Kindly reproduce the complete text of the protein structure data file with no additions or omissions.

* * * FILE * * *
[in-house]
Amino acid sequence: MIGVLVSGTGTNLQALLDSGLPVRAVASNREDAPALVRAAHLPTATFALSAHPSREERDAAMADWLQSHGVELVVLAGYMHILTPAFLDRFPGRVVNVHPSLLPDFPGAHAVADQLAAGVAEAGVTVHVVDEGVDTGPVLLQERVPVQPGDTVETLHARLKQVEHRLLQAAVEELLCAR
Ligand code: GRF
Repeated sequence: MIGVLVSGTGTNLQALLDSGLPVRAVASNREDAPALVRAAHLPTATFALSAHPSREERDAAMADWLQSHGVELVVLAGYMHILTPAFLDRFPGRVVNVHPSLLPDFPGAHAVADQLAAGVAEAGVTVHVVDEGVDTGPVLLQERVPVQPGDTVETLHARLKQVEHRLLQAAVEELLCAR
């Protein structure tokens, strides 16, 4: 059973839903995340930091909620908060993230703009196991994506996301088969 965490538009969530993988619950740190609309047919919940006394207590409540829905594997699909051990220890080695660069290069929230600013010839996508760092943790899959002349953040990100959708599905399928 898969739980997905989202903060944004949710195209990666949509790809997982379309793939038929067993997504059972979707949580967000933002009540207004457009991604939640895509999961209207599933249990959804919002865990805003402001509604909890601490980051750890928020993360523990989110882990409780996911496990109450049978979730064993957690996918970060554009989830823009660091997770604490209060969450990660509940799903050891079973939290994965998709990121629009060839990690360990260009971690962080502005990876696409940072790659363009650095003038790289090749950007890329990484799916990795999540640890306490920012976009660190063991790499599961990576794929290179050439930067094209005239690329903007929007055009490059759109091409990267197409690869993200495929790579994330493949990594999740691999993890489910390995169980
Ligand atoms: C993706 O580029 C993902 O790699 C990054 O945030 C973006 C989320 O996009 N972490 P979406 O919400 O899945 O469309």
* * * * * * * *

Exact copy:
[in-house]
Amino acid sequence: MIGVLVSGTGTNLQALLDSGLPVRAVASNREDAPALVRAAHLPTATFALSAHPSREERDAAMADWLQSHGVELVVLAGYMHILTPAFLDRFPGRVVNVHPSLLPDFPGAHAVADQLAAGVAEAGVTVHVVDEGVDTGPVLLQERVPVQPGDTVETLHARLKQVEHRLLQAAVEELLCAR
Ligand code: GRF
Repeated sequence: MIGVLVSGTGTNLQALLDSGLPVRAVASNREDAPALVRAAHLPTATFALSAHPSREERDAAMADWLQSHGVELVVLAGYMHILTPAFLDRFPGRVVNVHPSLLPDFPGAHAVADQLAAGVAEAGVTVHVVDEGVDTGPVLLQERVPVQPGDTVETLHARLKQVEHRLLQAAVEELLCAR
């Protein structure tokens, strides 16, 4: 059973839903995340930091909620908060993230703009196991994506996301088969 965490538009969530993988619950740190609309047919919940006394207590409540829905594997699909051990220890080695660069290069929230600013010839996508760092943790899959002349953040990100959708599905399928 898969739980997905989202903060944004949710195209990666949509790809997982379309793939038929067993997504059972979707949580967000933002009540207004457009991604939640895509999961209207599933249990959804919002865990805003402001509604909890601490980051750890928020993360523990989110882990409780996911496990109450049978979730064993957690996918970060554009989830823009660091997770604490209060969450990660509940799903050891079973939290994965998709990121629009060839990690360990260009971690962080502005990876696409940072790659363009650095003038790289090749950007890329990484799916990795999540640890306490920012976009660190063991790499599961990576794929290179050439930067094209005239690329903007929007055009490059759109091409990267197409690869993200495929790579994330493949990594999740691999993890489910390995169980
Ligand atoms: C993706 O580029 C993902 O790699 C990054 O945030 C973006 C989320 O996009 N972490 P979406 O919400 O899945 O469309």